DragonBoat Beaufort’s paddling program is supposed to start in March. But without dock space, that won’t happen. Photo courtesy of Sun City Photography Club.

DragonBoat Beaufort looking hard for a home


Nonprofit needs dock space to continue paddling program, outreach

By Mike McCombs 
The Island News

Over the past 10 years, DragonBoat Beaufort has lent a big hand to help area cancer survivors. Now, the organization itself needs a helping hand.

Greg Rawls, a Beaufort artist, has been a member since the nonprofit started 10 years ago. He’s done all the jobs, he said. President, vice president, race director, board of directors.

Rawls says DragonBoat Beaufort, a nonprofit partner of the Community Foundation of the Lowcountry, is soon to be homeless if the organization can’t secure dock space from which to operate.

According to Rawls, the group started its paddling program for cancer survivors and supporters a decade ago out of the former Port Royal Landing Marina until it was bought by Safe Harbor. The group then moved temporarily to a private dock in Cottage Farm until it was able to secure a more appropriate home at the Port Royal Sound Foundation. 

However, Rawls said DragonBoat was informed last fall by the Foundation that the group could not return and it has been looking for a new home ever since.

Rawls said that search has not been going well.

“We usually start the paddling season in March,” Rawls said. “Obviously, we can delay that as long as we have to, but at some point, if you don’t have a program to participate in, they’ll go elsewhere.”

In addition to the paddling program, DragonBoat Beaufort has put on a successful DragonBoat Race Day nine times. Race Day attracts thousands of people to Henry C. Chambers Waterfront Park, including several hundred people from out of town, benefiting Beaufort businesses.

Most importantly, Race Day has raised more than $250,000 which the nonprofit has funneled back into the community by supporting cancer patients who live, work or receive treatment in Beaufort County.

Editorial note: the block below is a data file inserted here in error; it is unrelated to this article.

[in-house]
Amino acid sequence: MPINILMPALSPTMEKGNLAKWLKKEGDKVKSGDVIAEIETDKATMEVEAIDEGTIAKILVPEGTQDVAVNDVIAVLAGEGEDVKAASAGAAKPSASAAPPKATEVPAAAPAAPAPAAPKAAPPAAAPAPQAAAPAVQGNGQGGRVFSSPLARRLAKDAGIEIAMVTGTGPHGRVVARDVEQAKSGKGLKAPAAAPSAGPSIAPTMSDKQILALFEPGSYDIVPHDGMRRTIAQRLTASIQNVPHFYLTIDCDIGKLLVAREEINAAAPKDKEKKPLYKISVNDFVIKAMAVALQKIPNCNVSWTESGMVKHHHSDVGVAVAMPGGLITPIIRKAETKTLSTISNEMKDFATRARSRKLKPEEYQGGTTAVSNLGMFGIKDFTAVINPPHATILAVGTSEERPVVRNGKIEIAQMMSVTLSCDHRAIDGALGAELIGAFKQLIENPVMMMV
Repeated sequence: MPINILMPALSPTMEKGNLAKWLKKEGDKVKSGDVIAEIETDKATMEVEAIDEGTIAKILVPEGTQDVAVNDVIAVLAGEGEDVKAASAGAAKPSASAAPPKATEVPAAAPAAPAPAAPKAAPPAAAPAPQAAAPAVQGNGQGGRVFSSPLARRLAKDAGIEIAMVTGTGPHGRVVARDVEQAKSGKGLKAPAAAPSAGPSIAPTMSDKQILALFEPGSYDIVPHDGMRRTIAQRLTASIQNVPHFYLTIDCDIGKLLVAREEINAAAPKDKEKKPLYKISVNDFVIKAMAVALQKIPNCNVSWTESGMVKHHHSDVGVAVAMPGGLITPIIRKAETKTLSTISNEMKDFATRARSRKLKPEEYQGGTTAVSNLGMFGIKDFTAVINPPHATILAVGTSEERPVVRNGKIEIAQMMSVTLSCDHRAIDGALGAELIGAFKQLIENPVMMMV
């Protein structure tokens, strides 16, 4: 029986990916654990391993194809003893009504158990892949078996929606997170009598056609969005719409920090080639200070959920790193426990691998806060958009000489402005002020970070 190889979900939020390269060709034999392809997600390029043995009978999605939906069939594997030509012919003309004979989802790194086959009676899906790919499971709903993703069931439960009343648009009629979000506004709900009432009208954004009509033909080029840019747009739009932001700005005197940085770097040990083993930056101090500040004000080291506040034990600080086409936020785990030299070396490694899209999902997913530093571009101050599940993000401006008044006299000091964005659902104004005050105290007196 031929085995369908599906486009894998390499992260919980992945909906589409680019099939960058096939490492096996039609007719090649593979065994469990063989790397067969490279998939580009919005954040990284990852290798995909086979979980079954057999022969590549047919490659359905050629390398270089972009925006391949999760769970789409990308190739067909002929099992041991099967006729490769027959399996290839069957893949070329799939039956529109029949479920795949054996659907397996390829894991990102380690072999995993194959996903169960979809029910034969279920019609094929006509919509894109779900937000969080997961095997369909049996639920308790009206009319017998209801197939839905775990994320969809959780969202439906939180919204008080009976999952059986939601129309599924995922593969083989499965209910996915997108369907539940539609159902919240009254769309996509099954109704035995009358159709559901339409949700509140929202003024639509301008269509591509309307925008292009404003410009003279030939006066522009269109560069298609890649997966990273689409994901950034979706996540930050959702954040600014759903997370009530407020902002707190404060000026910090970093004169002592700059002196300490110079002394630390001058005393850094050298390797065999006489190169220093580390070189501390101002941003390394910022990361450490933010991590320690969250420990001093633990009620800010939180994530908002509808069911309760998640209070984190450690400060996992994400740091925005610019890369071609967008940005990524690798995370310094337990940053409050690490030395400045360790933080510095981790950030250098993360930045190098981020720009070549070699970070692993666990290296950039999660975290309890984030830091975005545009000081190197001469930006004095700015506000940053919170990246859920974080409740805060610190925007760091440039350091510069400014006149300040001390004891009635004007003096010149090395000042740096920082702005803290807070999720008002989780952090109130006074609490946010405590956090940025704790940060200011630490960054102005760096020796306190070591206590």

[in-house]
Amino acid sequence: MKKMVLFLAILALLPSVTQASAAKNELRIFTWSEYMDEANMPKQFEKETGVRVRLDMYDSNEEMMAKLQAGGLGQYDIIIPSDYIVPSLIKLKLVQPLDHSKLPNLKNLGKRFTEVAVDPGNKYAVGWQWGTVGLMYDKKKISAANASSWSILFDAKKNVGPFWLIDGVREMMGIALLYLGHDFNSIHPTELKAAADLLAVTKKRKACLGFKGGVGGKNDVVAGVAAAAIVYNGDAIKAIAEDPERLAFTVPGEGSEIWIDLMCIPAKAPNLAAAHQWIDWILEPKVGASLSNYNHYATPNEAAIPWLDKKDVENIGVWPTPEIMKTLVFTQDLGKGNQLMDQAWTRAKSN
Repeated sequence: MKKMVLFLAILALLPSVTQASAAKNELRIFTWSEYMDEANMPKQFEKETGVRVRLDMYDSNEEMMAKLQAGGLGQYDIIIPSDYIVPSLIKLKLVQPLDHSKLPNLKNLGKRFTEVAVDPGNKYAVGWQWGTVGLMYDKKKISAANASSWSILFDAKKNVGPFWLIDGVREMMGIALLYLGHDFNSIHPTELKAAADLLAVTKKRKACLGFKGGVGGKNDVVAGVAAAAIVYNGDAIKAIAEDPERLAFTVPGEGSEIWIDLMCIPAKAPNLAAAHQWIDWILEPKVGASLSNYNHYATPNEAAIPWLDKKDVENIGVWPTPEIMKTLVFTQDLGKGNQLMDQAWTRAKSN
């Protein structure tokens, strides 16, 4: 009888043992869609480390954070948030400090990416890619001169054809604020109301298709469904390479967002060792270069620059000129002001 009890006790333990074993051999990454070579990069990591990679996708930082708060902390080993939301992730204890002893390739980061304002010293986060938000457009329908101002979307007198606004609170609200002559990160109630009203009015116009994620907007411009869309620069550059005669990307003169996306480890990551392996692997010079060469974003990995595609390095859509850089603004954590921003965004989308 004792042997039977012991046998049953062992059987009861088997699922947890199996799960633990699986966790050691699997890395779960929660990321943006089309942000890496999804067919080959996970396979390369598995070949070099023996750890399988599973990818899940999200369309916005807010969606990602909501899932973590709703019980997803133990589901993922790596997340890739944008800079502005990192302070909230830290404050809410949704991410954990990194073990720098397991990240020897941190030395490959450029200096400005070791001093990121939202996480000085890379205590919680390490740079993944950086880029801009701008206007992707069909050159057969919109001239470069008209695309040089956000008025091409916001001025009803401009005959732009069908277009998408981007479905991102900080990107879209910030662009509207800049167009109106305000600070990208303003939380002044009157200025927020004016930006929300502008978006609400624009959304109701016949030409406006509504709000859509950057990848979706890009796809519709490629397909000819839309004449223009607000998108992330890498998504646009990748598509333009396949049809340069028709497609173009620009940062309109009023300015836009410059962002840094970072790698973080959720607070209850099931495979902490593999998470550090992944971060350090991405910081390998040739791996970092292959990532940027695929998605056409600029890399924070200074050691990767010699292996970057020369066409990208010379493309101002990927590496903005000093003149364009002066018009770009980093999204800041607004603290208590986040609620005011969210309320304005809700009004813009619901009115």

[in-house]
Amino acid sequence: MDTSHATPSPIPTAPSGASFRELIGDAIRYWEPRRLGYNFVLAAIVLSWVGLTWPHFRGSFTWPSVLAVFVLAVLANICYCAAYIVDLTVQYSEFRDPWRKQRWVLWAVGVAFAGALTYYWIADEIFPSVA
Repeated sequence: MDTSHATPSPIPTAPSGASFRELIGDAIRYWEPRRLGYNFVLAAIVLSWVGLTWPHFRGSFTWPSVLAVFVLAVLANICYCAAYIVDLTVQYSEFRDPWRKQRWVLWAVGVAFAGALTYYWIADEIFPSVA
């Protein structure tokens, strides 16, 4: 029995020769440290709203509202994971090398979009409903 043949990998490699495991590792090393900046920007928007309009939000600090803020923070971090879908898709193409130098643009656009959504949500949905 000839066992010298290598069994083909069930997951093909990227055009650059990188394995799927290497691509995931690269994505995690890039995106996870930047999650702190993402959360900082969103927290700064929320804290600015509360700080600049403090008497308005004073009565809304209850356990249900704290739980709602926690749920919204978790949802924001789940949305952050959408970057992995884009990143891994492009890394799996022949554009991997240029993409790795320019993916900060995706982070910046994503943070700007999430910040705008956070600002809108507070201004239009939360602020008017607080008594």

“We cover what insurance doesn’t,” Rawls said. “We can help with rent, utilities, food costs, even transportation to appointments and treatments. We even had some poor lady who lost her teeth during treatment, and we got her dentures.”

Rawls said that for DragonBoat Beaufort to be successful, it needs all three components – the paddling program, the DragonBoat Race Day and the end game – the outreach program to the actual cancer patients.

The organization’s fear, Rawls said, is if lack of dock space eliminates the paddling program, there is no organization to put on Race Day. And without Race Day, the group will not raise the funds necessary to support its much-needed outreach program.

Dock space is hard enough to come by. Exacerbating the situation, DragonBoat needs a lot of it.

“A DragonBoat is 42 feet long, and it takes 10 people just to put it in and take it out,” Rawls said. “We also have a 20-foot pontoon we use for safety. It goes out every time a DragonBoat goes out. 

“We fully acknowledge that’s a lot of dock space.”

Rawls wants to be clear, while “free” or “donated” are always the most beneficial words for a nonprofit to hear, DragonBoat can negotiate a modest dock fee.

“We would, of course, prefer a donation, but we can pay something,” Rawls said. “We can’t pay market rates, but we have a membership fee that goes toward the paddling programs and we could adjust that accordingly.”

But Rawls said the group just hasn’t had any luck, despite talking to just about everybody they can think of.

“We just keep hitting dead ends,” he said. “We feel like if we just get out the word to the world, maybe we’ll reach somebody who knows something we don’t know or has access to a dock we don’t know about.”

Mike McCombs is the Editor of The Island News and can be reached at TheIslandNews@gmail.com.

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